An Interview with COW Vintage

By Emily Ashton

COW is a very popular vintage fashion brand with an online shop and physical stores in Birmingham, Liverpool, Manchester, Nottingham and Sheffield. They sell interesting one-of-a-kind pieces; proving that you don’t need to sacrifice style to be sustainable!


Just this summer their newest store opened in Leeds. I was able to speak to Sorcha, the lovely store manager, about all things COW.


What was it like opening a store during a global pandemic?


The store managed to open on the 15th June, but it was a bit of an anti-climax.


“With the nature of our store we wanted to do a big event, we wanted local creatives, DJs, window displays and student events. We have just had to adapt to do things differently. Word got out from just talking to people and from there we just grew and grew”


“You have to learn to operate a store in different ways, like wearing a mask and we have to just go the extra mile with our customer service. I have worked in retail for nearly eight years now on and off, and I’ve never had to work in this kind of situation before.”


Students from Leeds are known to have an ‘edgy’ style. Do you think the clothes you sell fits in with that dynamic?


Sorcha used to work at the COW store in Sheffield and has noticed a customer shift when moving to work in Leeds.


“It’s really exciting because I feel like the Leeds student really appreciates the stuff that we do! For example, we do loads of custom bleach stuff like workwear, denim etc, and I find that really appeals to the typical ‘edgy Leeds’ student.”


“The price point is almost an afterthought because I think the Leeds student loves one-of-a-kind pieces. They don’t want to be the same as everyone else, that’s typically the edgy, different, unique kind of style. That’s what they get here, and I think that’s why they come to us. It’s nice to see that people appreciate the handmade part of it. It’s not just about it being vintage, they want something that really stands out. I’ve never really seen that in a COW store, until I came to Leeds. It’s really nice.”


A lot of students are concerned about fast fashion and it’s environmental impacts. What is COW’s take on sustainability and combatting fast fashion?


“The whole heart of COW thrives off the clothes having been sourced, nothing is ever new. We might get a rack of t-shirts or a rack of sweats and they are from the 90s, they are from way gone back, and it’s so nice to see people styling them again and differently. I think that is really important.”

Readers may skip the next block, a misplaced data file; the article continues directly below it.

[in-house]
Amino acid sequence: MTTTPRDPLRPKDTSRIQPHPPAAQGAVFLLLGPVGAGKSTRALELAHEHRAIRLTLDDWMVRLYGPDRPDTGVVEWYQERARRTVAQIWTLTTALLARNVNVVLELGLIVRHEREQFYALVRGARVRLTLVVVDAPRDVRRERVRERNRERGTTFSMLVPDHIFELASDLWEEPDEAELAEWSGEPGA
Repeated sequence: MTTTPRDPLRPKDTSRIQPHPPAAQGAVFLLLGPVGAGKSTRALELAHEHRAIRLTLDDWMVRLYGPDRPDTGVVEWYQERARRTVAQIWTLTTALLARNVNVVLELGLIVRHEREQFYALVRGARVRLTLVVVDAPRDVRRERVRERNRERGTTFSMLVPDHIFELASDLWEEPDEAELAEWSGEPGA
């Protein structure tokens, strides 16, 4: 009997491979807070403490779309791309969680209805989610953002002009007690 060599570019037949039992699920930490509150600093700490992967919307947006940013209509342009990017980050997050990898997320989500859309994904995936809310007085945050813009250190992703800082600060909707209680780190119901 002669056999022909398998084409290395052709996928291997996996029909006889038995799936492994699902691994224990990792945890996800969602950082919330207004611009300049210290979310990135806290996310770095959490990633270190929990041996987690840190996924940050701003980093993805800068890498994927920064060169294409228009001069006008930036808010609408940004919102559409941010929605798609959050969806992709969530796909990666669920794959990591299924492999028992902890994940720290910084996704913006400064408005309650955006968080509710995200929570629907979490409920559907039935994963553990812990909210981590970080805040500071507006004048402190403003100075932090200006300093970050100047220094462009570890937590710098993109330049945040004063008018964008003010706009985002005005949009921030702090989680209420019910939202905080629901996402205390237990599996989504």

“Even our plastic bags are biodegradable, 50% goes to Greenpeace, in a way everything we do we try to make as sustainable as possible. Vintage clothing as a whole is sustainable, you can see that from the rise of Depop. But we go that extra mile with our reworked stuff, we see potential in everything and think of innovative ways to give clothes a new lease of life.”


“The clothes we get in might have a rip in them or a dirty mark on them that can’t be take out by a washing machine. Instead of throwing them away or discounting them, we think what else can we do with it. A lot of the job is seeing the potential in everything. We get boxes and boxes of deliveries, and it might be damaged. By altering and revising things slightly, everything becomes a one off.”


What is the difference between your ‘reworked’ pieces and ‘custom’ pieces? What can people expect to find in the store?


“The custom is stuff like the bleach jeans, patchwork jackets etc. We have a whole team in the Leeds warehouse that make unique pieces from vintage garments that aren’t shop floor worthy. They might be a bit boring or dull, or not a ‘strong’ piece so we grab these pieces together and turn them into a cool jacket. Off the top of my head in store we’ve got a Dickie’s shirt, a Barbour jacket, some Carhart pants that have all been like custom. They are almost new items but made from old things.”


“The rework stuff is anything from if we have a Nike t-shirt and it’s got a stain on the bottom so we crop it, or a t-shirt that’s not sold well we might crop it and change it into a specific cut. The rework tends to be simpler items, cut to a pattern. We have a seamstress in store who has all these patterns on the wall, and she makes specific items to fit the pattern. Whereas custom truly is one of a kind. It all goes back to seeing the potential in all of the items.”


Now that we are going into a second lockdown, what will you be doing to carry on the success of the store?


“It’s just about mentality really and trying not to let it get you down. It means we have to connect and engage with our customers in different ways, for example through Instagram and Reels.”


“A second lockdown also gives us time to step back, evaluate and think of things we can bring when we reopen. For example, new custom styles, bringing in creatives to help me with window displays, and hosting events, there’s a lot to think about. I know everyone says it but it’s just about adjusting to the new normal and having to think outside the box. People say retail and the high street is dead, but I beg to differ, it just has to change.”


Follow & go show some love to COW on Instragram @cow.leeds or have a browse on their website https://wearecow.com/


Image credit: https://www.materialsource.co.uk/british-independent-vintage-retail-giant-cow-has-opened-its-new-flagship-store-in-its-hometown-of-leeds/

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